As we continue our drive to get more solar panels on London’s roofs, we are also inspired by other ways that solar power can be incorporated into our urban landscapes. Here are just a few of the innovative examples we have found so far …
Turning to trees
What does the modern city centre of Singapore have in common with the recent World Expo held in Dubai? Both have been a showcase for groves of ‘solar trees’ (Singapore’s installation is our main image, above) which help provide sustainable energy in the form of impressive and innovative urban architecture. And these types of structures are set to become much more common if companies like UK-based SolarBotanic™ Trees has anything to say about it. It is marketing a range of small-scale “Energy Trees” that it says can power a neighbourhood grid or provide charging stations for EV car parking. Currently in the funding phase, the company plans to launch a version fit for rapid EV charging by 2024. The company is also targeting recreational areas and public spaces as potential homes for its future forests.
Teaming up on a solar textile
Dutch designer Pauline van Dongen and design and engineering consultancy Tentech have teamed up to develop a lightweight, woven product called Suntex, which has the potential to be used in outdoor canopies or even added onto facades of high-rise buildings. It is produced by weaving thin-film organic photovoltaic panels into a flexible textile. As the designer’s website explains, a trial on a major building in Utrecht “has shown that SUNTEX, installed on three of the four facades, could power the entire lighting of the building year-round”. In addition to the core benefit of harvesting solar energy, the designer notes that the integration of the product into urban buildings “can increase social awareness and acceptance of solar energy around us”.
Furnishing new energy
Germany firm Fraunhofer ISE has made urban photovoltaics one of its key areas of focus with a view to helping cities benefit from energy created by necessary urban furniture, for instance from solar canopies in car parks and public areas. It believes these can offer a win-win, giving shade during the increasingly hot days and lighting our cities at night.
Meanwhile, a new generation of solar-powered benches are on the way, for instance in the form of the Woody Scorpio from mmcité. This attractive wood and steel bench incorporates a PV panel that powers charging points on its side. The range includes other products, incorporating roofs for shade that hold PV panels, and outdoor tables with a USB-charging option.
For the fun quotient, we have to turn to Energy Floors, another Dutch firm whose products really do just what it says on the tin. The company has been behind the creation of sustainable football pitches, dancefloors, and has even generated energy from the feet of Dutch football fans at one of the country’s largest stadiums. Driven by a mission “to speed up the energy transition by creating awareness about renewable energy in exciting ways”, the company wants to make energy production “visible, interactive, smart and fun”. Recently, the company supplied floors for “Energy Centres” on Coldplay’s Music of the Spheres World Tour, on which fans generated energy to help power the concerts using kinetic tiles and stationary bikes. Energy Floors’ ‘Walker’ floors can generate up 100 watts per square metre of solar energy and can be installed in building entrances – including at car parks, train stations and other high-traffic areas – providing solar energy, for example, to power parked e-bikes.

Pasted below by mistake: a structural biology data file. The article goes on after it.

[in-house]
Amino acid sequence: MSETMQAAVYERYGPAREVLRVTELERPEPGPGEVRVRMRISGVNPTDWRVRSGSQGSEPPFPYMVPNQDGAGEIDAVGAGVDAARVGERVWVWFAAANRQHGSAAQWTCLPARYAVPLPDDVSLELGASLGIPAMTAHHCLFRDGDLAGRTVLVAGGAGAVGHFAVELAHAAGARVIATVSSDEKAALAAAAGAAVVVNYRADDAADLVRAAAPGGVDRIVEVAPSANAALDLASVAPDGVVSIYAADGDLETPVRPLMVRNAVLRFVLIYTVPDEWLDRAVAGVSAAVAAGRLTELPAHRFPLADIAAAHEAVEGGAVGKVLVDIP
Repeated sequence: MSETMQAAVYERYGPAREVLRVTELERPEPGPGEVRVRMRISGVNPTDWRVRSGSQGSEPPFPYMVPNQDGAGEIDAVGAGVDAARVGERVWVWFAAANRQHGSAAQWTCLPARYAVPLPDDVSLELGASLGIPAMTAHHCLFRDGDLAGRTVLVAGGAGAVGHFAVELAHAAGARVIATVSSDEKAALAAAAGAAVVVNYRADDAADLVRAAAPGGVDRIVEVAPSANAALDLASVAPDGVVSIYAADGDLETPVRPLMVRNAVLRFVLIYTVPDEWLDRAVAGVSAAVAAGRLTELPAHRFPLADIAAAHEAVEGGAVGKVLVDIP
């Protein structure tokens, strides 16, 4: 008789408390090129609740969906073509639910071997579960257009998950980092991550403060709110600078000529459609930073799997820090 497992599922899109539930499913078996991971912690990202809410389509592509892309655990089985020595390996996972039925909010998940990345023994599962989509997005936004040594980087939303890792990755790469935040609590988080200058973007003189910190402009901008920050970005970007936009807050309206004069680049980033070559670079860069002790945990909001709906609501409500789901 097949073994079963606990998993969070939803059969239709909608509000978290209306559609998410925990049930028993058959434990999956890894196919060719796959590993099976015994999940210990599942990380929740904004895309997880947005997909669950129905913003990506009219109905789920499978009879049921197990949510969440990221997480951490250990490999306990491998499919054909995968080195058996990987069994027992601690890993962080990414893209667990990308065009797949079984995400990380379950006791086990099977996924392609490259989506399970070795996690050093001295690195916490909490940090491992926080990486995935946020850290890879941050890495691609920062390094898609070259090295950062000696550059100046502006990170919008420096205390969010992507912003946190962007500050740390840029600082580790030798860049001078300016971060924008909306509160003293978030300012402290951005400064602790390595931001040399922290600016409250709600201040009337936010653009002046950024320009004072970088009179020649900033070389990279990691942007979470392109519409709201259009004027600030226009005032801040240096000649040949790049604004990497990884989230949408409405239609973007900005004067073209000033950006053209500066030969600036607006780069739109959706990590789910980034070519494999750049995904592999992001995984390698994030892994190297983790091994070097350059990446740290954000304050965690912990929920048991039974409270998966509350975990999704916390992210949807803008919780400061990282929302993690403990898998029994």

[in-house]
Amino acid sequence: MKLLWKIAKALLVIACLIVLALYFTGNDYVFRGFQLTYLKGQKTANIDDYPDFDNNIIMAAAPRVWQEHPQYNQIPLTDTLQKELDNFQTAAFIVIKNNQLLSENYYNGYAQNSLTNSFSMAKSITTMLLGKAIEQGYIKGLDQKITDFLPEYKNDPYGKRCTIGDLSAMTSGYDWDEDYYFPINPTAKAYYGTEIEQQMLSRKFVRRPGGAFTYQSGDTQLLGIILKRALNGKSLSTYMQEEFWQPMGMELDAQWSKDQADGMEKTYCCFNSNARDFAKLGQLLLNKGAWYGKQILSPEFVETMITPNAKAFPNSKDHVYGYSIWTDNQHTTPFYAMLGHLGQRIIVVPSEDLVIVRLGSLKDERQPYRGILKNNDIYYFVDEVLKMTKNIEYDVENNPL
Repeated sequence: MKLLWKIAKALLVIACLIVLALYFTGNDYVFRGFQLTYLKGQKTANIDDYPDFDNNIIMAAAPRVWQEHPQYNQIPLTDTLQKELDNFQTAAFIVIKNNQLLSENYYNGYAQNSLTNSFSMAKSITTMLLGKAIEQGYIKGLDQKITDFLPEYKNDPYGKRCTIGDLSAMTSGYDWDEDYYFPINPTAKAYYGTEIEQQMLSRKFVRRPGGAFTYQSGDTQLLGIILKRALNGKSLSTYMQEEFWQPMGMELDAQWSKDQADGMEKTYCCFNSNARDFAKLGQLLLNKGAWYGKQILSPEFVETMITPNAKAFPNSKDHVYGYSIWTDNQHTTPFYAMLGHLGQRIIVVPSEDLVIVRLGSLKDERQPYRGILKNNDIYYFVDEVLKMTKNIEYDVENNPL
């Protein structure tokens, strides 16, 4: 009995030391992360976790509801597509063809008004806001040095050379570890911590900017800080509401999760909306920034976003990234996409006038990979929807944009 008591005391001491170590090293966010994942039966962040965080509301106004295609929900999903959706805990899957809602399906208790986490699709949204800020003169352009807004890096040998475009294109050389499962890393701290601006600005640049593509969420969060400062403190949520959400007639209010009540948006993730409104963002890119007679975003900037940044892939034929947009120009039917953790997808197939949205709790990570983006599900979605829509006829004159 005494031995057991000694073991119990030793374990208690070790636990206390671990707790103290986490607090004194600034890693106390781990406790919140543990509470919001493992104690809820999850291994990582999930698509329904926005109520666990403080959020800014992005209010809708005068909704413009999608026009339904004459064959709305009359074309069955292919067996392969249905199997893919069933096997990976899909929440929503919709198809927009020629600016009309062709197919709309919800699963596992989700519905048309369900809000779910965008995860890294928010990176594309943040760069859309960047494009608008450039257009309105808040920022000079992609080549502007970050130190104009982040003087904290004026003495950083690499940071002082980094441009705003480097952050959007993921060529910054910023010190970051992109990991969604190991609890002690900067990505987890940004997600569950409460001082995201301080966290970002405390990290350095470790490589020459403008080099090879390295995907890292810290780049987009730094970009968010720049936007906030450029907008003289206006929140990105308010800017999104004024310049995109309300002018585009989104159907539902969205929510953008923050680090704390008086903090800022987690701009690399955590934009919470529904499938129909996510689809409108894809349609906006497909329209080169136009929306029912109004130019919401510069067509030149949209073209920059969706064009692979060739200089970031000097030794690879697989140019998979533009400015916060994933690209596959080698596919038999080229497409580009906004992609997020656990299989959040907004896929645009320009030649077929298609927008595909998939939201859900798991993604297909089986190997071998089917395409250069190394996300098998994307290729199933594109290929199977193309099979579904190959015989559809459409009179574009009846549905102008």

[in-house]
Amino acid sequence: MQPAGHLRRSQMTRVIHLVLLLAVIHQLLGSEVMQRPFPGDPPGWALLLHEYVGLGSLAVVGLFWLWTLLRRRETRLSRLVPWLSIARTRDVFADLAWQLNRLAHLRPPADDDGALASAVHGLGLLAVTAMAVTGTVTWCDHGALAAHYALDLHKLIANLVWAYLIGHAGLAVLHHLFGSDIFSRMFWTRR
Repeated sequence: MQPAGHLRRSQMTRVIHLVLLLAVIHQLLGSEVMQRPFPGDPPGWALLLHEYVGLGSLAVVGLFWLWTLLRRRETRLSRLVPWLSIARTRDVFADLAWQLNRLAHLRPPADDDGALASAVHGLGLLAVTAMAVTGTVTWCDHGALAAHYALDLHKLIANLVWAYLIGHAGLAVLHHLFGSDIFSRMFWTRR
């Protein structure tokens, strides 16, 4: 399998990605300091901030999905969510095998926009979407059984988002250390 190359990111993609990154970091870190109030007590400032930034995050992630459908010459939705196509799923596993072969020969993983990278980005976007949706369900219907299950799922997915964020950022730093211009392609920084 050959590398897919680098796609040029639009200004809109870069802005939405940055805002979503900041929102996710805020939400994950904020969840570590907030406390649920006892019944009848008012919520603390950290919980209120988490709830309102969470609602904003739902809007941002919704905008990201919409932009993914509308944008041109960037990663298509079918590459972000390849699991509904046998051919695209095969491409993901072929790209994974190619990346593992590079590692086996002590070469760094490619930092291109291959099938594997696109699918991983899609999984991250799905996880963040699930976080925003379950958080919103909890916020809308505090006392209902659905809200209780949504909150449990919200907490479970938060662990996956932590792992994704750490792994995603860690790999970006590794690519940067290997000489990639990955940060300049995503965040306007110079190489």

Technology turned art
Solar designer Marjan van Aubel has admitted to asking herself : “Why do solar panels have to be so ugly” and has set out to make them better integrated into our environment, seeing “every surface as an opportunity”. For example, for the Dubai Expo 2020, van Aubel worked with architects to debut The Dutch Biotope, which offered a demonstration of technology turned art. Van Aubel created an installation that showed how photovoltaics can be used to create panels that give a similar effect to stained glass. Importantly for the creator also, the panels used in the Biotape make use of organic photovoltaics, which reduce reliance on rare materials and can increase products’ sustainability and circularity. As she told Dezeen in October 2021, she hoped the installation changed people’s perspective on what is possible in terms of solar integration. Other projects van Aubel has been developing include “Power Plants”, solar-powered greenhouses that could allow crops to grow on city rooftops using solar glass, and she has already shown how such glass can be a beautiful addition to even older architectures with her ‘Current Window’ installation in a building in London’s Soho district. That project, which earned her the Wired Innovation Award in 2016, featured glass panels made of dye-sensitive solar cells that provided an attractive place to charge personal devices.
Are you feeling inspired?
If all of these urban solar solutions sound good – great! We hope that talking about this kind of innovative and creative thinking will inspire everyone to imagine a solar-powered future for London and embolden a generation of Solar Citizens. When it comes to creating a greener, fairer energy future, the answers are out there – but it will take all of us to make it happen.
Please note: Inclusion of products in this blog is not an endorsement or recommendation by Repowering London